A general rule is for a sequel to outperform its predecessor, but that’s not always the case. With the original Spider-Man films the series would see a dip in returns for the first sequel, which got some strong critical praise (including appearing on Roger Ebert’s Top 10 list for 2004), before getting a monetary jump with Spider-Man 3. The James Bond franchise, at least since Daniel Craig assumed the mantle, has taken a similar path. His first outing as 007, Casino Royale, proved to be the highest grossing Bond film of all time with $594 million. Its follow-up, Quantum of Solace, came up just shy of that mark with $586 million. I’m not sure producers Barbara Broccoli and Michael Wilson could have imagined that the November release of Skyfall would amassed a worldwide total of $518 million in 17 days.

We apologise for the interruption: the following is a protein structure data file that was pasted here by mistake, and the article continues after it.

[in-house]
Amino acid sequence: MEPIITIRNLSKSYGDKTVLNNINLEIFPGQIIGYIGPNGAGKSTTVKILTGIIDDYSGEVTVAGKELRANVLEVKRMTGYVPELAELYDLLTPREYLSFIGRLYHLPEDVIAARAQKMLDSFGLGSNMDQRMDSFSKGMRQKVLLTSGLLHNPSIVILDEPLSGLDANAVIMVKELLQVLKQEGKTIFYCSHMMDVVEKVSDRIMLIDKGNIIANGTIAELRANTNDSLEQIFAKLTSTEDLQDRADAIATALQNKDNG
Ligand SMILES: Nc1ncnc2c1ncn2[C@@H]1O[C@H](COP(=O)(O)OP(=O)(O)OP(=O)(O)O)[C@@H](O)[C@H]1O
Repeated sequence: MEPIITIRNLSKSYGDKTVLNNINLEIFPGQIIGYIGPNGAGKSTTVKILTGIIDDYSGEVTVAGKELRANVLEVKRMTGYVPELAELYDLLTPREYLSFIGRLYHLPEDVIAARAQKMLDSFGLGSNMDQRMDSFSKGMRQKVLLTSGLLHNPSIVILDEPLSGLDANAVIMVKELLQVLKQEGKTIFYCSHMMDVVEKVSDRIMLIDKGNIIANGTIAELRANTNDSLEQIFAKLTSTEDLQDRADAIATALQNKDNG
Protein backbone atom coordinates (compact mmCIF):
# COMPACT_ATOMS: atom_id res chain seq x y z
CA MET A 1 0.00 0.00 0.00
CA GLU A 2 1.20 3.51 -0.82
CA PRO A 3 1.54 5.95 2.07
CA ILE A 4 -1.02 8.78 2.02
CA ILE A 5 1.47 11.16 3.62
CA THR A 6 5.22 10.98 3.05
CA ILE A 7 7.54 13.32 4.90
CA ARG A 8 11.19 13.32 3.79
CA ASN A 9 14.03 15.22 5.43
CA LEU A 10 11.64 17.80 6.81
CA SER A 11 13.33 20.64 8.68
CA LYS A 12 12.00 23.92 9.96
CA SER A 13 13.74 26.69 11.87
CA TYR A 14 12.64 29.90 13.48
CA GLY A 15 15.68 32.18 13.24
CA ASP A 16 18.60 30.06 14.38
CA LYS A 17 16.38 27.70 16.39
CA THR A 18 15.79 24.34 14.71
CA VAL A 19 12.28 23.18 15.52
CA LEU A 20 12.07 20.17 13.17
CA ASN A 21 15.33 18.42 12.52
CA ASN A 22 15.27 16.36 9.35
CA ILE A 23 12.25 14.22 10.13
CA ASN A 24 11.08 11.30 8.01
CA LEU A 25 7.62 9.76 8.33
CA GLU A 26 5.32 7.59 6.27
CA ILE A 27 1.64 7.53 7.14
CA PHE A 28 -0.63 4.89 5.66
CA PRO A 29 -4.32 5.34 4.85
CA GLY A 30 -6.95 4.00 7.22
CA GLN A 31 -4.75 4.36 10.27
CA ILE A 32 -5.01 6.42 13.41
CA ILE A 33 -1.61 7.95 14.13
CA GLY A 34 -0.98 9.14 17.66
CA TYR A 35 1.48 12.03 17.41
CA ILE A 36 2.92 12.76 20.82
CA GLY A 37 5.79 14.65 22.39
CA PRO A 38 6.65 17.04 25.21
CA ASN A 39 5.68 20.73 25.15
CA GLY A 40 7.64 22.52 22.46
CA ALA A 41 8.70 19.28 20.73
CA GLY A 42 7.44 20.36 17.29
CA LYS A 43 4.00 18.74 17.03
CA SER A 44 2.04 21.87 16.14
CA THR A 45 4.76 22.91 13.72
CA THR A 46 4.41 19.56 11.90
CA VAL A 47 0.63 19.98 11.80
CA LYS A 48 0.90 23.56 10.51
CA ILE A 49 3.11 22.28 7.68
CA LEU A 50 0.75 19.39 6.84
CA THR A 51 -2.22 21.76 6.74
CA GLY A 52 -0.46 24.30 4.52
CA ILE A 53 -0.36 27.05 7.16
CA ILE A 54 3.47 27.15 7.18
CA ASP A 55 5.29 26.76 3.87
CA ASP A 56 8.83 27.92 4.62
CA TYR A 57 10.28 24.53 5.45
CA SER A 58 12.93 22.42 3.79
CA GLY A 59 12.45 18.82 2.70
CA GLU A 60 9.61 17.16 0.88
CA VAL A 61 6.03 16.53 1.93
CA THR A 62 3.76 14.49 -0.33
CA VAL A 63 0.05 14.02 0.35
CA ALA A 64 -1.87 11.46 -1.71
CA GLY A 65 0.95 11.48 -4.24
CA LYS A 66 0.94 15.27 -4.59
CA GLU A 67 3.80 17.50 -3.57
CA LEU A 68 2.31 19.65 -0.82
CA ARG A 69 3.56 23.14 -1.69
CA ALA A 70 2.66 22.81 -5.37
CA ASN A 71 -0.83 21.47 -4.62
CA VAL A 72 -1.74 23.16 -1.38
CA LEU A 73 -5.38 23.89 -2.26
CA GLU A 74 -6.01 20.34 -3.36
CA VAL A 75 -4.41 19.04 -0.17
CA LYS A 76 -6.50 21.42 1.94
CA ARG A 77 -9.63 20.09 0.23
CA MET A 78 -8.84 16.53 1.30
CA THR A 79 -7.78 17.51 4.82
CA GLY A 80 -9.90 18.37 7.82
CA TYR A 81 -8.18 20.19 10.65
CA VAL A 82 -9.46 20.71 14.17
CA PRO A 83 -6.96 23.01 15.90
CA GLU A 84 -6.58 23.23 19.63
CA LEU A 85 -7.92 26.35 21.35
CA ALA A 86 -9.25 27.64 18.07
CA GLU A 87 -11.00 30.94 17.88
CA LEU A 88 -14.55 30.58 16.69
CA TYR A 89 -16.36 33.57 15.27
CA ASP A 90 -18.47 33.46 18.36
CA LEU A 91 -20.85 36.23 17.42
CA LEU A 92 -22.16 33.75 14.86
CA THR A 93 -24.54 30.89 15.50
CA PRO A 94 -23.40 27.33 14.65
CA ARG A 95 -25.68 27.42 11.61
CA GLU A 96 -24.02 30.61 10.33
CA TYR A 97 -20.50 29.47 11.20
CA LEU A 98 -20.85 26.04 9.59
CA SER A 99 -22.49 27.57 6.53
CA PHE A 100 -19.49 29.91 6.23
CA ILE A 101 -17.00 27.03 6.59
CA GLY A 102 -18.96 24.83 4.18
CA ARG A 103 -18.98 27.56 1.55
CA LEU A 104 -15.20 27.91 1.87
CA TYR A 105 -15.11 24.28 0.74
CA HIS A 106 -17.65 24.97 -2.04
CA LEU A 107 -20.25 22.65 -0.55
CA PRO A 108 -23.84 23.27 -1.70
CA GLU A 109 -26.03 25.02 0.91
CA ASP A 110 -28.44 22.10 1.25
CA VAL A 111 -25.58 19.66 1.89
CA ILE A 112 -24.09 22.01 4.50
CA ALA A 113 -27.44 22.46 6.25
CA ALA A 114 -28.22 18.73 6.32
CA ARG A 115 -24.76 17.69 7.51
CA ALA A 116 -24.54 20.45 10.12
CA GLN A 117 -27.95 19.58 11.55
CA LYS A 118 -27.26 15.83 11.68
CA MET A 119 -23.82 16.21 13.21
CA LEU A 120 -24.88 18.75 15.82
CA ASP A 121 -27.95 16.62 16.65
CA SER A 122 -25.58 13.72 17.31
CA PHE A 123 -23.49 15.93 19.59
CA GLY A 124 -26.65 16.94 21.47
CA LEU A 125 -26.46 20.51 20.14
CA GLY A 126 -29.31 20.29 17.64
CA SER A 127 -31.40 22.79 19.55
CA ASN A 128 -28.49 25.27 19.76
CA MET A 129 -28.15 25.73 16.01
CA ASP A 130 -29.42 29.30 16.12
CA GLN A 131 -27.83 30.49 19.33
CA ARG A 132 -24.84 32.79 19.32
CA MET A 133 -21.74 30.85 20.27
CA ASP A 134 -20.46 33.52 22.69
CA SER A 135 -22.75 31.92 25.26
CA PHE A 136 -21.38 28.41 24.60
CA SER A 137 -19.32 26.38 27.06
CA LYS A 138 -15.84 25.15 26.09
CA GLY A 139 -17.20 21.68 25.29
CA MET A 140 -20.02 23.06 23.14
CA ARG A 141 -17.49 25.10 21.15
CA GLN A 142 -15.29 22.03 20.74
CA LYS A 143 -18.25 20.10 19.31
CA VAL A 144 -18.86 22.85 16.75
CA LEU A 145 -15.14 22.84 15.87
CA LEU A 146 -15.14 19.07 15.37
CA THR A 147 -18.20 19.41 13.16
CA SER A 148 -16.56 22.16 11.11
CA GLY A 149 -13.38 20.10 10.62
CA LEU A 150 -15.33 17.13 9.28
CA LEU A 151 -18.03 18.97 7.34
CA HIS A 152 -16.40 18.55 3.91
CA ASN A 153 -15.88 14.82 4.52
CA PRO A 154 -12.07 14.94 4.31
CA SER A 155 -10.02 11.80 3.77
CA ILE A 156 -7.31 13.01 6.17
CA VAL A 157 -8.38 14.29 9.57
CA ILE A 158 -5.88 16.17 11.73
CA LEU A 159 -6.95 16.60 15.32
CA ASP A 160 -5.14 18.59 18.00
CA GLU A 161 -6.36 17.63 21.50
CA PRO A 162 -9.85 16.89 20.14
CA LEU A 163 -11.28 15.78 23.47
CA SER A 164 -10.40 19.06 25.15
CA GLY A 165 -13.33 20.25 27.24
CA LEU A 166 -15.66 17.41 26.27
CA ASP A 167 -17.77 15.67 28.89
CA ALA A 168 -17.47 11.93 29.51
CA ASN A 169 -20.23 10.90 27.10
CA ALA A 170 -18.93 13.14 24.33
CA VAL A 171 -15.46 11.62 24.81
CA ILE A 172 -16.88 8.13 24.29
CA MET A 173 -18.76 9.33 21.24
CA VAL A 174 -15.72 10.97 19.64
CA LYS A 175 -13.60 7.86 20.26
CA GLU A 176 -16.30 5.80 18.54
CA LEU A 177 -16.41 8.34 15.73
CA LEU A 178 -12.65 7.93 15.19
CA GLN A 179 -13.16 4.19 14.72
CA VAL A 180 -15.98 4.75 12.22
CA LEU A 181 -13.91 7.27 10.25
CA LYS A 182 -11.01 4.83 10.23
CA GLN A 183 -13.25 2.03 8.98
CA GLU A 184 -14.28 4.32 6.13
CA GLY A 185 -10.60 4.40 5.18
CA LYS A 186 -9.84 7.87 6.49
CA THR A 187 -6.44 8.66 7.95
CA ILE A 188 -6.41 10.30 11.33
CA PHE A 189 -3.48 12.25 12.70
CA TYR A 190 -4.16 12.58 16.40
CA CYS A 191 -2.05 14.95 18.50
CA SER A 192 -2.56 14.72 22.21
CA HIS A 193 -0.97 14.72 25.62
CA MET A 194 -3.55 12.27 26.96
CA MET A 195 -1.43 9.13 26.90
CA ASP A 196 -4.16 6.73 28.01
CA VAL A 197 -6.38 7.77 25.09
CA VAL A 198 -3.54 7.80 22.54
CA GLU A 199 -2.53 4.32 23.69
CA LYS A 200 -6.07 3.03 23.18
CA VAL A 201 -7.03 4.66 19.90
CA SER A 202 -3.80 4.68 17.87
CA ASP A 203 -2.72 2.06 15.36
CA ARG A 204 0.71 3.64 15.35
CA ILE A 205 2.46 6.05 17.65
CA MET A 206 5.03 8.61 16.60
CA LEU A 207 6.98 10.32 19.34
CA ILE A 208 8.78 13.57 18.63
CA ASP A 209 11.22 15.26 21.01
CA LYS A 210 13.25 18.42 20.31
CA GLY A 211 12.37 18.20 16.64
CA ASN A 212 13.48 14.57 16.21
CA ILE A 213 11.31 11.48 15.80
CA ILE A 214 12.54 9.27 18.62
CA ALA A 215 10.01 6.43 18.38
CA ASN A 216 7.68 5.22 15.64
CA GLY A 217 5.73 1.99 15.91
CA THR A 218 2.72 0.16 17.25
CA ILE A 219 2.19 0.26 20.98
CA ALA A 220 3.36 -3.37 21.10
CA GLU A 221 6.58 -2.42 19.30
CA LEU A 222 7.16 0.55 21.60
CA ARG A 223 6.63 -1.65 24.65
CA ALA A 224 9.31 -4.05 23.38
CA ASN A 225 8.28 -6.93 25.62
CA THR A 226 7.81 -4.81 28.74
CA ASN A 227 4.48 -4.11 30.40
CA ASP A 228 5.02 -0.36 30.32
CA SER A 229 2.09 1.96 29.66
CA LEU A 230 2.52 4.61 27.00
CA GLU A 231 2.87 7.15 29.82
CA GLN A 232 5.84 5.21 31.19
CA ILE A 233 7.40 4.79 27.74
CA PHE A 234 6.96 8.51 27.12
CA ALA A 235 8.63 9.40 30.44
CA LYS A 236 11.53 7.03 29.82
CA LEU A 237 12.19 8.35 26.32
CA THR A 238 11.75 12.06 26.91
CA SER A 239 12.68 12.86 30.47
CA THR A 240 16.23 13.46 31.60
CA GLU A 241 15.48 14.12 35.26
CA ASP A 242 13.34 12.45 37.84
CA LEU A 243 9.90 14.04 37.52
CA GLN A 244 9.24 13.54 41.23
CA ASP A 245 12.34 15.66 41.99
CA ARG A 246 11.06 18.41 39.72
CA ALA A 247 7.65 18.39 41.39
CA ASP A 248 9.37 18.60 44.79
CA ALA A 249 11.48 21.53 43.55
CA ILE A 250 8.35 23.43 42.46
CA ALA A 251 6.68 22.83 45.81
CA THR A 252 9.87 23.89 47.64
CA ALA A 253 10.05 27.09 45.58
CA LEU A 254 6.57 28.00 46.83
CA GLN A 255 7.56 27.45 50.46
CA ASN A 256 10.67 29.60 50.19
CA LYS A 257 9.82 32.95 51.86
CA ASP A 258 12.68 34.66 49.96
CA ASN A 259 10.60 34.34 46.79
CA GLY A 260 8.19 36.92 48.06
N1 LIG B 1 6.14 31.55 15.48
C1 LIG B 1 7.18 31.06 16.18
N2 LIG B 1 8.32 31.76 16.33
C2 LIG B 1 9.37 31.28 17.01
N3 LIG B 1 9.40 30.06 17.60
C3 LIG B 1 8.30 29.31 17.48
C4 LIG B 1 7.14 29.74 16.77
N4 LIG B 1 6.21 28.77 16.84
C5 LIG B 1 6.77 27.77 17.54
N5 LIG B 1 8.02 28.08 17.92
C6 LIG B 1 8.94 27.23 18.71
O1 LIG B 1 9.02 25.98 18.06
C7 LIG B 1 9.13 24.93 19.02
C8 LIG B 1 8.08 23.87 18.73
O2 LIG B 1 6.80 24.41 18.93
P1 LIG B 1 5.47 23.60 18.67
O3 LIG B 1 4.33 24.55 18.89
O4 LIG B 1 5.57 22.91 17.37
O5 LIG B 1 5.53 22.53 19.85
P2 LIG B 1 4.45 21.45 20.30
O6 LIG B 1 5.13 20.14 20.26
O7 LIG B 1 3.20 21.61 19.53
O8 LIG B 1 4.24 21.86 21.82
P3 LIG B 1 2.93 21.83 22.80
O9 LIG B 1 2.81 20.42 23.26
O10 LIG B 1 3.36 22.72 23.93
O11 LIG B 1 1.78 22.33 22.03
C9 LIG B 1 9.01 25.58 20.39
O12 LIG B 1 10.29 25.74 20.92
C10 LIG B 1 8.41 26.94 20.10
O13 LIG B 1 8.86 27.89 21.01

The $87.8 million domestic opening total ($90 million if you count Thursday numbers from IMAX showings) makes Solace‘s $67 million look like small potatoes. Credit that to the four year wait to see James Bond on the big screen again and decidedly strong word of mouth. And with a lower budget (but still a $100-plus million blockbuster production) and a wider release on the international market, and you have a film that will likely become the most successful release in the series fifty year history. It used to be that the Bond series would be happy with just finishing above $100 million in the U.S. Now it’s going to get to a point where the producers won’t be happy unless it makes $200 million in the U.S. and another $600 million worldwide. And they just may get their wish if the rumors of shooting Bond 24 & 25 back-to-back are true.